Empowerment Through Integration (ETI); an NGO

What is Empowerment Through Integration?

Two adults help a child use a home-made stethoscope to listen to a a home-made record player.This summer I had the experience of traveling to Lebanon as the STEM Curriculum Advisor of Empowerment Through Integration, or ETI. ETI is a non-profit organization dedicated to transforming the stigma around disabled youth while fostering an environment in which blind children are empowered to follow their dreams. It has locations across the globe, from Lebanon to the United States. I had a wonderful time there, and learned a great deal about the challenges facing modern blind children from all over the world.

What did I do?

Now, in the capacity of STEM Curriculum Advisor, I was responsible for writing an accessible scientific curriculum for blind and sighted children alike, their ages ranging from 6-12 years old. For this task, I needed to design experiments that were tactile and could be explained with simple scientific concepts. Calling upon my knowledge of science, as well as my passion for teaching, I created ten lessons, incorporating different realms of science such as the traditional baking soda volcano and a build-your-own stethoscope. A group of students surround a home-made record player, all holding home-made stethoscopes. Another experiment, pictured here, was to demonstrate how sound is transmitted through vibration. We created a cone made of paper, and then used a simple pin to create sound by bumping against the cone. The kids were enthralled that this worked, and the blind children who were introduced to this concept were able to easily understand the principle, as it was easily demonstrable and evoked many non-optical senses.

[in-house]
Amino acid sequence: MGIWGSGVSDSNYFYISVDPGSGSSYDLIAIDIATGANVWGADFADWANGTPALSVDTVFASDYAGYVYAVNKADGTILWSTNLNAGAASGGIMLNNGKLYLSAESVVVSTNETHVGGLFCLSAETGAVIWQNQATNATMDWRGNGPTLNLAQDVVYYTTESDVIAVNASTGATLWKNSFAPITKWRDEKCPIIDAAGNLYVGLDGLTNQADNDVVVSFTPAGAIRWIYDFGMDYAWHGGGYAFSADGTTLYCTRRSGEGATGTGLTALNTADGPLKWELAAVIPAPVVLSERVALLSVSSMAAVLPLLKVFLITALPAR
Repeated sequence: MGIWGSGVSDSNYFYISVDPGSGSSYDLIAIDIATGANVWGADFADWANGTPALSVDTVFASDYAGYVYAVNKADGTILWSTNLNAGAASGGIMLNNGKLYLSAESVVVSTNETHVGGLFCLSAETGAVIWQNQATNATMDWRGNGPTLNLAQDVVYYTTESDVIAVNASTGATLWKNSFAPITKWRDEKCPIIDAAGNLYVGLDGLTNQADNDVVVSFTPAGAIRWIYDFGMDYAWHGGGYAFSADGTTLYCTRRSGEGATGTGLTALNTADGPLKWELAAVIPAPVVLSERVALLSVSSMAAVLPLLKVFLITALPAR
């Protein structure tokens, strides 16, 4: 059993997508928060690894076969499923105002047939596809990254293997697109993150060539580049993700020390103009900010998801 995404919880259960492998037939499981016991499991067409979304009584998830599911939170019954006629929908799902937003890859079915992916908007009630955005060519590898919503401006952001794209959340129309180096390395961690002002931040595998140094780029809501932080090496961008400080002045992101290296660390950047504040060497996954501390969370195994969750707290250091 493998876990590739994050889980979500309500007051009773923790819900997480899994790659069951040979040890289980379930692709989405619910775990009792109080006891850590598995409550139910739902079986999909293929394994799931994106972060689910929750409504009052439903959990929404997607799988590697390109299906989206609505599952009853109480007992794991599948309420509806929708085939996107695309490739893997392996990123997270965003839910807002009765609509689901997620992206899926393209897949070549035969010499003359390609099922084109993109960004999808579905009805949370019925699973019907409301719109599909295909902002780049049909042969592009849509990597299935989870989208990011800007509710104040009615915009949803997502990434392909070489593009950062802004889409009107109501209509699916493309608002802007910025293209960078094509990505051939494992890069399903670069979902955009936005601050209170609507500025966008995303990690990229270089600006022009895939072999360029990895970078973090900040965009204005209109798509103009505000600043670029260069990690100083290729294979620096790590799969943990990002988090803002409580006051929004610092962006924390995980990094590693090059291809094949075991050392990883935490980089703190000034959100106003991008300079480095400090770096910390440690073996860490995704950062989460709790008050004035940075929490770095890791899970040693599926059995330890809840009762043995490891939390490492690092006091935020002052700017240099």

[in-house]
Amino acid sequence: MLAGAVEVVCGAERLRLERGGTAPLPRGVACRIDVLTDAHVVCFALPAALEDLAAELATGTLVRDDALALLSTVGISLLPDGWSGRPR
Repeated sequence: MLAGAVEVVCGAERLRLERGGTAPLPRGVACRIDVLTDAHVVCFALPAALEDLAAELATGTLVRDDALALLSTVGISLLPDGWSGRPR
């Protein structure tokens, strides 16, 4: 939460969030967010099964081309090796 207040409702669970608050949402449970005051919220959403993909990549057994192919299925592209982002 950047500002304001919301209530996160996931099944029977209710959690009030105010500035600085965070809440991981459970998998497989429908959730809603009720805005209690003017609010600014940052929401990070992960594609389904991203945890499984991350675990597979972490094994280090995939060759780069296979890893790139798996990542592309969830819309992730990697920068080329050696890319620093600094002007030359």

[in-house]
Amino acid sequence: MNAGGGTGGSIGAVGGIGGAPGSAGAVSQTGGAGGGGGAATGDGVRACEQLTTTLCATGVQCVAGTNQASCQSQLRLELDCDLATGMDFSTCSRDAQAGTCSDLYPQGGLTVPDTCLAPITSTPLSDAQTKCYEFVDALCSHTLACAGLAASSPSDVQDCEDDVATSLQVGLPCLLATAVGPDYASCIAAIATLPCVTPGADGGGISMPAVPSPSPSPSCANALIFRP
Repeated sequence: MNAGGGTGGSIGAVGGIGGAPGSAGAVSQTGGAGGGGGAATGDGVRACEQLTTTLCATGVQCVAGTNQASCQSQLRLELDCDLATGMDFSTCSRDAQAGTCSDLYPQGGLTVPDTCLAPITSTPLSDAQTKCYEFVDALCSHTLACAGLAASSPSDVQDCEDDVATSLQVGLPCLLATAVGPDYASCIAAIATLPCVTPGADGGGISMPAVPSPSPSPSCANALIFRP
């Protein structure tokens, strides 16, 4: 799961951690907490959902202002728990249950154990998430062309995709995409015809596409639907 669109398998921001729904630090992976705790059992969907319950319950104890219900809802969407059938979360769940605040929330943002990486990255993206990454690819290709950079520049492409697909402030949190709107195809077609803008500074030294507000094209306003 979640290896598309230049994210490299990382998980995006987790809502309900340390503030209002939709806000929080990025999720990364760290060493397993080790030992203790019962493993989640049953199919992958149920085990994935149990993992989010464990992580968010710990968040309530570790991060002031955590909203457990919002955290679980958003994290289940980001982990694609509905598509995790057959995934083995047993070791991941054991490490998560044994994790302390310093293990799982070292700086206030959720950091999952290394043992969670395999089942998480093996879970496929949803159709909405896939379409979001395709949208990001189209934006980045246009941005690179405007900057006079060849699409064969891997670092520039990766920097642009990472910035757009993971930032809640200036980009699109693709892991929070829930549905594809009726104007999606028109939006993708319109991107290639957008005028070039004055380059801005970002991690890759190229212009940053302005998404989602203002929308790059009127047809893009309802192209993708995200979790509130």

My Takeaway

I enjoy this work immensely, and I want to use the experience I’ve gained in the future to guide my work as a teacher and researcher. It was a wonderful experience to bring my knowledge of STEM to Lebanon. It was a remarkable to see what these children face and to gain insight into just what is needed to create a society that welcomes the additional knowledge and experience that the blind can bring to science.

The room in which the experiments took place is shown. There are no students in it currently.
A group of students surrounds a baking soda volcano which rests on top of a tarp.
A group of students sits at a table with home-made stethoscopes in hand. One student on the left has a blind fold on.